Although the Bureau of Labor Statistics reports a softening in the manufacturing industry, the demand for manufacturing talent is still critical, according to a new report from Aerotek. The industrial staffing services company’s second-annual list of “Opportunities in Manufacturing” includes the top 10 fast growing U.S. industries for manufacturing employment, as well as the top states driving employment.
Top Manufacturing Industries, States, And Jobs
The manufacturing industry softening is in response to market forces including the global economic downturn outside the U.S., a strong dollar, and increasing competition from companies abroad, according to Sara Staggs, director of divisional operations for Aerotek’s Commercial Division.
“Despite the slower growth, finding talent is still one of the greatest challenges for manufacturing today,” said Staggs. “Machinists, production workers and assemblers are among the top occupations in demand, while workers with skilled trade backgrounds such as welding and machining are also in high demand.”
Top 10 Fast-growing Industries For Manufacturing Employment, 2015-2016
- Oil and Gas Field Machinery and Equipment: 7 percent
- Metal Tank (Heavy Gauge): 5 percent
- Perishable Prepared Food: 4 percent
- Fabricated Pipe and Pipe Fitting: 3 percent
- Commercial Screen Printing: 3 percent
- Wood Container and Pallet: 3 percent
- Truck Trailer: 3 percent
- Motor Vehicle Seating and Interior Trim: 2 percent
- Printed Circuit Assembly (Electronic Assembly): 2 percent
- Farm Machinery and Equipment: 2 percent
Top 5 States for Manufacturing Employment
Open Positions in Skillsets with the Highest Demand
- General Production Worker: 43,100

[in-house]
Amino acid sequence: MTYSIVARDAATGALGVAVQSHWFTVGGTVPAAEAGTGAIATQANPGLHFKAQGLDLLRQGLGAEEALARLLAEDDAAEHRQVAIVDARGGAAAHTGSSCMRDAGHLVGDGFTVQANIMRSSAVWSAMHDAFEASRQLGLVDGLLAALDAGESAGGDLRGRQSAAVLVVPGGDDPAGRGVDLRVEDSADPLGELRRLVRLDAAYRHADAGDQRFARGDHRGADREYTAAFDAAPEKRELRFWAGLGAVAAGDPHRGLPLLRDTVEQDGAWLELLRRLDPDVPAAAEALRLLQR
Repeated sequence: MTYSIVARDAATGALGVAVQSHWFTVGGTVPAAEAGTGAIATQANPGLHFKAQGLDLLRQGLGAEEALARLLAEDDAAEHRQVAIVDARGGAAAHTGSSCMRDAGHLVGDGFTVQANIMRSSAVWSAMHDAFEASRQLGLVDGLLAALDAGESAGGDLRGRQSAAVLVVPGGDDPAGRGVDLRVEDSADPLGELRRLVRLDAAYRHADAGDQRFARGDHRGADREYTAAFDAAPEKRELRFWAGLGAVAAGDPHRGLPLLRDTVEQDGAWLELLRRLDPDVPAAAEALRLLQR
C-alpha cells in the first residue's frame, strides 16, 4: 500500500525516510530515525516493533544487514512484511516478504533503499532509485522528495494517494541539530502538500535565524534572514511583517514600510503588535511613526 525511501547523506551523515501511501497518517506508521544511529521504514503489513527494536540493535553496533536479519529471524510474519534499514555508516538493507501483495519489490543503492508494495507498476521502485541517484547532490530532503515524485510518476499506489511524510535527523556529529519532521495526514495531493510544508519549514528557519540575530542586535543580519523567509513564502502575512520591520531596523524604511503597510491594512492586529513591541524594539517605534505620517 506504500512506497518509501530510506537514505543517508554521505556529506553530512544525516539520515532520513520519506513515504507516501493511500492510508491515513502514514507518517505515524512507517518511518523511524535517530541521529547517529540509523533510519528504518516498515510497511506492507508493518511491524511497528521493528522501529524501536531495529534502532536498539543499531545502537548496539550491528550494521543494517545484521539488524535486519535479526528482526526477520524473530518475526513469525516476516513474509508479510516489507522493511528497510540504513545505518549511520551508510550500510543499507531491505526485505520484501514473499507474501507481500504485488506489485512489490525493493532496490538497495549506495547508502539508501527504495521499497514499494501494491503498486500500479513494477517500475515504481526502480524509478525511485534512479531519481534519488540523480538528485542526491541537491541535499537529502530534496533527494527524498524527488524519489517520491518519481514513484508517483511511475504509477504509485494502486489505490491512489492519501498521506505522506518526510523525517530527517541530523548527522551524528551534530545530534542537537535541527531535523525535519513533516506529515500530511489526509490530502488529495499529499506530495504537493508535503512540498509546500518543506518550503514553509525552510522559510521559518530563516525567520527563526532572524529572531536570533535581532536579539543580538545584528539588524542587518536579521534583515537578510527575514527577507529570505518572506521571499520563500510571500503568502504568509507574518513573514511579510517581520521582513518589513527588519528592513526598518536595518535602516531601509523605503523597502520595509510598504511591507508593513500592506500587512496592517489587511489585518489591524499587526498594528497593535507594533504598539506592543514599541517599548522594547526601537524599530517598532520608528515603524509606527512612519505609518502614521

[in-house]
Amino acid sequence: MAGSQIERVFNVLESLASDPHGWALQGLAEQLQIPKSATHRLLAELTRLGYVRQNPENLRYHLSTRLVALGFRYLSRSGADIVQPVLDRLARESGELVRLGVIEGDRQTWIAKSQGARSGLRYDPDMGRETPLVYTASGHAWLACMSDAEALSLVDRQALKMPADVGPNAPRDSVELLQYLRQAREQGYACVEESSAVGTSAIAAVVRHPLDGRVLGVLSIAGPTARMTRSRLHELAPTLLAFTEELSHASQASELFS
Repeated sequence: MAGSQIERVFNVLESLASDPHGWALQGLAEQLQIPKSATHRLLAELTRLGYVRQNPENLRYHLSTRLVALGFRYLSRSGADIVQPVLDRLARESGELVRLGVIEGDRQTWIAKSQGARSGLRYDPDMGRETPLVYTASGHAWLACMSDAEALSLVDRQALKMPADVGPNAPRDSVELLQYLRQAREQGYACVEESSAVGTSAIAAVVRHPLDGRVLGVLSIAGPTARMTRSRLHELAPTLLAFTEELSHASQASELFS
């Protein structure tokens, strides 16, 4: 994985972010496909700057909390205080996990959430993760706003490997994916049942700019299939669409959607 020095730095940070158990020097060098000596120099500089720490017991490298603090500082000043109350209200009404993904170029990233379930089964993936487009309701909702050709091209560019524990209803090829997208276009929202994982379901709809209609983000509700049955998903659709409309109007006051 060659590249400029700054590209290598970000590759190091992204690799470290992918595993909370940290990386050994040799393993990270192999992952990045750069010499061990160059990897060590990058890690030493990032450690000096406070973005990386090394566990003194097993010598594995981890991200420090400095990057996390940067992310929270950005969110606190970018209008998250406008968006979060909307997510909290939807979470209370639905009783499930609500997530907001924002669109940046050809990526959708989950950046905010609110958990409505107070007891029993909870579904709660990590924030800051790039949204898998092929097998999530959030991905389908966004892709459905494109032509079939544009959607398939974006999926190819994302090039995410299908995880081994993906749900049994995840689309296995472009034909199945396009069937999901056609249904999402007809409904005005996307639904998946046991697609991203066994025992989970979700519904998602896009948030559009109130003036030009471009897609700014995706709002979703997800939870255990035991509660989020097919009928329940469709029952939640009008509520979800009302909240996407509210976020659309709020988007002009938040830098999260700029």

- Light Industrial Assembler: 19,648
- Machine Operator: 6,050
- Maintenance Tech/Mechanics: 5,465
- Welder: 3,818
This talent need is driven primarily by the rate of retirement and the reduction in supply of new workers entering the industry. Approximately 2.7 million workers will retire from the manufacturing industry in the next decade or so, according to a 2015 report by Deloitte and The Manufacturing Institute, and they’re not easily replaced.
Investing In The Future
The manufacturing industry has continued to evolve – relying more heavily on the operation, maintenance and programming of high tech machines – and shifting away from the outdated stigma of the manufacturing industry is critical in attracting talent. Millennials, who are accustomed to using high tech devices, have great potential to embrace the increasingly sophisticated world of skilled trades.
Many organizations and states are taking actions to change the stigma and ensure the next generation of manufacturing is equipped with the necessary skills and training, and many companies and recruiting firms have started to form partnerships with schools to boost the pipeline of talent entering the manufacturing industry.
Aerotek currently participates in programs in a number of states, including a hands-on training program in San Diego to help give candidates the proper training and apprenticeships needed to explore a prepare for a career in modern manufacturing.
“Reaching out to millennials in a targeted approach can help change misperceptions that keep them from entering the skilled trade workforce,” said Staggs. “We’re actively working to update manufacturing’s image by partnering with trade and vocational schools to highlight the impressive career opportunities in manufacturing.”